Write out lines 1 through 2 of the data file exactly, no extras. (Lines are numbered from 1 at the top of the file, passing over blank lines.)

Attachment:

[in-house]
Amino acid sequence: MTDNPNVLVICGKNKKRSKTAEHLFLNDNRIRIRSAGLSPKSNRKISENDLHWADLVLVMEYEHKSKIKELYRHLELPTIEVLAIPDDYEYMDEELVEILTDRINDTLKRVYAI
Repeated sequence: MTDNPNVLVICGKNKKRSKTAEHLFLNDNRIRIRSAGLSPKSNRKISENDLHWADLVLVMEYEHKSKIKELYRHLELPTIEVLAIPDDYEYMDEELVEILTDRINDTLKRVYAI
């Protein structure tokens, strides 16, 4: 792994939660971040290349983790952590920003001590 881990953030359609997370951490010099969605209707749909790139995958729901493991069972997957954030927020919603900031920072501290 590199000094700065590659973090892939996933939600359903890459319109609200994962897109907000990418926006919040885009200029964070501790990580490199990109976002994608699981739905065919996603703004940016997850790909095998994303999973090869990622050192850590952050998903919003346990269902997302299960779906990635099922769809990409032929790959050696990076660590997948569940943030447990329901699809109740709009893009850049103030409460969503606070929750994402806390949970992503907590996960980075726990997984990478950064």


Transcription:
[in-house]
Amino acid sequence: MTDNPNVLVICGKNKKRSKTAEHLFLNDNRIRIRSAGLSPKSNRKISENDLHWADLVLVMEYEHKSKIKELYRHLELPTIEVLAIPDDYEYMDEELVEILTDRINDTLKRVYAI